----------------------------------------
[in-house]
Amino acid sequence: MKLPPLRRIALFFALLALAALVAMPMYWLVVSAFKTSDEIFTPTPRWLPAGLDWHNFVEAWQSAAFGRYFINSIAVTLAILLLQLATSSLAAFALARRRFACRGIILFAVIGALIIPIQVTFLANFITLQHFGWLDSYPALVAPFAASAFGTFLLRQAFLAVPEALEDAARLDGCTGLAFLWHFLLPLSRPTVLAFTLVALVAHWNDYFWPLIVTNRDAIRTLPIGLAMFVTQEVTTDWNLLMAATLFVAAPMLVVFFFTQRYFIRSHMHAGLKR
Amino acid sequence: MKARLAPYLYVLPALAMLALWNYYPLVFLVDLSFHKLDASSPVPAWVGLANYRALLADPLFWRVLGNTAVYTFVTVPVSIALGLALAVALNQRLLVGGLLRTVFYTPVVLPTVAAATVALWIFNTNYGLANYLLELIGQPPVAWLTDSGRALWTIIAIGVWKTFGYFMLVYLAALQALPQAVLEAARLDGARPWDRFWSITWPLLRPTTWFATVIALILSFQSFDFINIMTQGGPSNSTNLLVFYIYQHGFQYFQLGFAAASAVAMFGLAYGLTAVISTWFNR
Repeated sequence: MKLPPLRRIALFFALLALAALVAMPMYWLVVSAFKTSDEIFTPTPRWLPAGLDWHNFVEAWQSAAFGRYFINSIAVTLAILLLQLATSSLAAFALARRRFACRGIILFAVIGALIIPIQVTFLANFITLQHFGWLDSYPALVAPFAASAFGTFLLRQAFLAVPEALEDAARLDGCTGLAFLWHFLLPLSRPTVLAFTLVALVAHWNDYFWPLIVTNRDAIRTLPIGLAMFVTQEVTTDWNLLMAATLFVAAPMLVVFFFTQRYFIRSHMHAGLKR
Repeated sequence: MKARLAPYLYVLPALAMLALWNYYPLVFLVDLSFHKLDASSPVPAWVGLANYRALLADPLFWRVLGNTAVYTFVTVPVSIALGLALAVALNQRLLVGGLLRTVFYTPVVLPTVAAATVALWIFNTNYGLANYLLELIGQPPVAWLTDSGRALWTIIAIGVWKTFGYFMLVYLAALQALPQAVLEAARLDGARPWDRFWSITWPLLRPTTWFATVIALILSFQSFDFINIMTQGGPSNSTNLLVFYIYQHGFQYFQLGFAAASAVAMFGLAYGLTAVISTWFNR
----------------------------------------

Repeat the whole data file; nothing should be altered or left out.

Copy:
[in-house]
Amino acid sequence: MKLPPLRRIALFFALLALAALVAMPMYWLVVSAFKTSDEIFTPTPRWLPAGLDWHNFVEAWQSAAFGRYFINSIAVTLAILLLQLATSSLAAFALARRRFACRGIILFAVIGALIIPIQVTFLANFITLQHFGWLDSYPALVAPFAASAFGTFLLRQAFLAVPEALEDAARLDGCTGLAFLWHFLLPLSRPTVLAFTLVALVAHWNDYFWPLIVTNRDAIRTLPIGLAMFVTQEVTTDWNLLMAATLFVAAPMLVVFFFTQRYFIRSHMHAGLKR
Amino acid sequence: MKARLAPYLYVLPALAMLALWNYYPLVFLVDLSFHKLDASSPVPAWVGLANYRALLADPLFWRVLGNTAVYTFVTVPVSIALGLALAVALNQRLLVGGLLRTVFYTPVVLPTVAAATVALWIFNTNYGLANYLLELIGQPPVAWLTDSGRALWTIIAIGVWKTFGYFMLVYLAALQALPQAVLEAARLDGARPWDRFWSITWPLLRPTTWFATVIALILSFQSFDFINIMTQGGPSNSTNLLVFYIYQHGFQYFQLGFAAASAVAMFGLAYGLTAVISTWFNR
Repeated sequence: MKLPPLRRIALFFALLALAALVAMPMYWLVVSAFKTSDEIFTPTPRWLPAGLDWHNFVEAWQSAAFGRYFINSIAVTLAILLLQLATSSLAAFALARRRFACRGIILFAVIGALIIPIQVTFLANFITLQHFGWLDSYPALVAPFAASAFGTFLLRQAFLAVPEALEDAARLDGCTGLAFLWHFLLPLSRPTVLAFTLVALVAHWNDYFWPLIVTNRDAIRTLPIGLAMFVTQEVTTDWNLLMAATLFVAAPMLVVFFFTQRYFIRSHMHAGLKR
Repeated sequence: MKARLAPYLYVLPALAMLALWNYYPLVFLVDLSFHKLDASSPVPAWVGLANYRALLADPLFWRVLGNTAVYTFVTVPVSIALGLALAVALNQRLLVGGLLRTVFYTPVVLPTVAAATVALWIFNTNYGLANYLLELIGQPPVAWLTDSGRALWTIIAIGVWKTFGYFMLVYLAALQALPQAVLEAARLDGARPWDRFWSITWPLLRPTTWFATVIALILSFQSFDFINIMTQGGPSNSTNLLVFYIYQHGFQYFQLGFAAASAVAMFGLAYGLTAVISTWFNR